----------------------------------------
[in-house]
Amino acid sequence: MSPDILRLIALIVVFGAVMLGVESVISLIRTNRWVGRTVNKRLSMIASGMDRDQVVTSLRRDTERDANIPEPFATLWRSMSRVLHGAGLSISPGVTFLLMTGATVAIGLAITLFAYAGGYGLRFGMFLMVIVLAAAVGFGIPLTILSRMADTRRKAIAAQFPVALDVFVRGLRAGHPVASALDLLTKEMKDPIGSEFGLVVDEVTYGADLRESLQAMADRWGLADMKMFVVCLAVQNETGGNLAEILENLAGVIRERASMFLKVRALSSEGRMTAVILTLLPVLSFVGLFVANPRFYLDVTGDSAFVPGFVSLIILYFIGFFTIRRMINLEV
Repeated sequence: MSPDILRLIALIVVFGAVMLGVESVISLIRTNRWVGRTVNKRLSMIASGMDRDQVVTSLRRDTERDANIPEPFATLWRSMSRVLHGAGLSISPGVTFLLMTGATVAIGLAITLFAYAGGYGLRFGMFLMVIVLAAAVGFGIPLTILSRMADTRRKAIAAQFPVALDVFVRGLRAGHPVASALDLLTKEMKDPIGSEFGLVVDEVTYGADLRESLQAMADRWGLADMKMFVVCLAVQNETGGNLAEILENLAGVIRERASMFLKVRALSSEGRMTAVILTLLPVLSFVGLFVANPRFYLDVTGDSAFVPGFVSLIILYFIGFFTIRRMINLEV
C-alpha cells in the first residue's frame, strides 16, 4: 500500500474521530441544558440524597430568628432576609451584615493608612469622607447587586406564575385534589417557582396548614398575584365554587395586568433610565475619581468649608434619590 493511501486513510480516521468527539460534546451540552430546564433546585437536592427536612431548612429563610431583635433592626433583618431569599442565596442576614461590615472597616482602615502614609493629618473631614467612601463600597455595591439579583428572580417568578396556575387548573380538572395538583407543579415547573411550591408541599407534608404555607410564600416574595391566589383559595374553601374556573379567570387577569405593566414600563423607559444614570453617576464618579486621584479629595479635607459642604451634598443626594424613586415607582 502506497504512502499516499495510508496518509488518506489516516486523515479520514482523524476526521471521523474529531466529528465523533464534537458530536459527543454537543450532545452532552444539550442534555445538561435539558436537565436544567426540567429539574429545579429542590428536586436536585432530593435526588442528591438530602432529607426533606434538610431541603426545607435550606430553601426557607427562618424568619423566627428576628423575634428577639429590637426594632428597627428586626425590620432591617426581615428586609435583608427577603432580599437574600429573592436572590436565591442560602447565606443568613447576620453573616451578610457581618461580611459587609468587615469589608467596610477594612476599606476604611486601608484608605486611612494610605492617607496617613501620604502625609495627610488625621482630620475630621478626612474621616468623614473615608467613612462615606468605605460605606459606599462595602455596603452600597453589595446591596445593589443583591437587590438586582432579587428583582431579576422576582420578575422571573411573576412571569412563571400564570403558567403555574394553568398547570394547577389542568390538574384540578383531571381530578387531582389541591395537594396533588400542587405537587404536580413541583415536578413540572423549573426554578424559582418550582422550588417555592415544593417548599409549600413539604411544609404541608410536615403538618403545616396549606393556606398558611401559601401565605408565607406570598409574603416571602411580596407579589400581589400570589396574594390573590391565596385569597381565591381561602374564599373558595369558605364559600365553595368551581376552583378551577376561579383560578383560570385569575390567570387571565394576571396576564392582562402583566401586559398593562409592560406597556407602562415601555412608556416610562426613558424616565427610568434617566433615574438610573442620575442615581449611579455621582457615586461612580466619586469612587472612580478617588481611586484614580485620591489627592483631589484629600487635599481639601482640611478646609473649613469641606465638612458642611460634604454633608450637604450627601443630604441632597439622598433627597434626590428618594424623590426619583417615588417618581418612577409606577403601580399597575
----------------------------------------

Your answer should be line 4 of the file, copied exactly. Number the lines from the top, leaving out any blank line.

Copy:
C-alpha cells in the first residue's frame, strides 16, 4: 500500500474521530441544558440524597430568628432576609451584615493608612469622607447587586406564575385534589417557582396548614398575584365554587395586568433610565475619581468649608434619590 493511501486513510480516521468527539460534546451540552430546564433546585437536592427536612431548612429563610431583635433592626433583618431569599442565596442576614461590615472597616482602615502614609493629618473631614467612601463600597455595591439579583428572580417568578396556575387548573380538572395538583407543579415547573411550591408541599407534608404555607410564600416574595391566589383559595374553601374556573379567570387577569405593566414600563423607559444614570453617576464618579486621584479629595479635607459642604451634598443626594424613586415607582 502506497504512502499516499495510508496518509488518506489516516486523515479520514482523524476526521471521523474529531466529528465523533464534537458530536459527543454537543450532545452532552444539550442534555445538561435539558436537565436544567426540567429539574429545579429542590428536586436536585432530593435526588442528591438530602432529607426533606434538610431541603426545607435550606430553601426557607427562618424568619423566627428576628423575634428577639429590637426594632428597627428586626425590620432591617426581615428586609435583608427577603432580599437574600429573592436572590436565591442560602447565606443568613447576620453573616451578610457581618461580611459587609468587615469589608467596610477594612476599606476604611486601608484608605486611612494610605492617607496617613501620604502625609495627610488625621482630620475630621478626612474621616468623614473615608467613612462615606468605605460605606459606599462595602455596603452600597453589595446591596445593589443583591437587590438586582432579587428583582431579576422576582420578575422571573411573576412571569412563571400564570403558567403555574394553568398547570394547577389542568390538574384540578383531571381530578387531582389541591395537594396533588400542587405537587404536580413541583415536578413540572423549573426554578424559582418550582422550588417555592415544593417548599409549600413539604411544609404541608410536615403538618403545616396549606393556606398558611401559601401565605408565607406570598409574603416571602411580596407579589400581589400570589396574594390573590391565596385569597381565591381561602374564599373558595369558605364559600365553595368551581376552583378551577376561579383560578383560570385569575390567570387571565394576571396576564392582562402583566401586559398593562409592560406597556407602562415601555412608556416610562426613558424616565427610568434617566433615574438610573442620575442615581449611579455621582457615586461612580466619586469612587472612580478617588481611586484614580485620591489627592483631589484629600487635599481639601482640611478646609473649613469641606465638612458642611460634604454633608450637604450627601443630604441632597439622598433627597434626590428618594424623590426619583417615588417618581418612577409606577403601580399597575